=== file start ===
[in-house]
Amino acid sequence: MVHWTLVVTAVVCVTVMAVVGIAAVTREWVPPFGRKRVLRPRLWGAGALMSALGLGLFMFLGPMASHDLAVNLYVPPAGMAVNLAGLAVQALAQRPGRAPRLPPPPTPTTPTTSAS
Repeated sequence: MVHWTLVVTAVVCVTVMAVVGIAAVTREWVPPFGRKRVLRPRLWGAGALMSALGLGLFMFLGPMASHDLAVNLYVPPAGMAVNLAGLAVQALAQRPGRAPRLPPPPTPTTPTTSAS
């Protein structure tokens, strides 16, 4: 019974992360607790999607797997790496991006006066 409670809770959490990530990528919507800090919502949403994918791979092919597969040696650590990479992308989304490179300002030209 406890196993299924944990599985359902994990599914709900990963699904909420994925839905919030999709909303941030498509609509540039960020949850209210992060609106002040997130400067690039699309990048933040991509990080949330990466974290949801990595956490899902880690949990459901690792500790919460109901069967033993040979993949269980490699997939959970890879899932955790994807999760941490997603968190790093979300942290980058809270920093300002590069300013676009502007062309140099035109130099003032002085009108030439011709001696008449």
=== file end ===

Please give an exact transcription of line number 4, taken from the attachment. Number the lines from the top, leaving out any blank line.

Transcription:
């Protein structure tokens, strides 16, 4: 019974992360607790999607797997790496991006006066 409670809770959490990530990528919507800090919502949403994918791979092919597969040696650590990479992308989304490179300002030209 406890196993299924944990599985359902994990599914709900990963699904909420994925839905919030999709909303941030498509609509540039960020949850209210992060609106002040997130400067690039699309990048933040991509990080949330990466974290949801990595956490899902880690949990459901690792500790919460109901069967033993040979993949269980490699997939959970890879899932955790994807999760941490997603968190790093979300942290980058809270920093300002590069300013676009502007062309140099035109130099003032002085009108030439011709001696008449």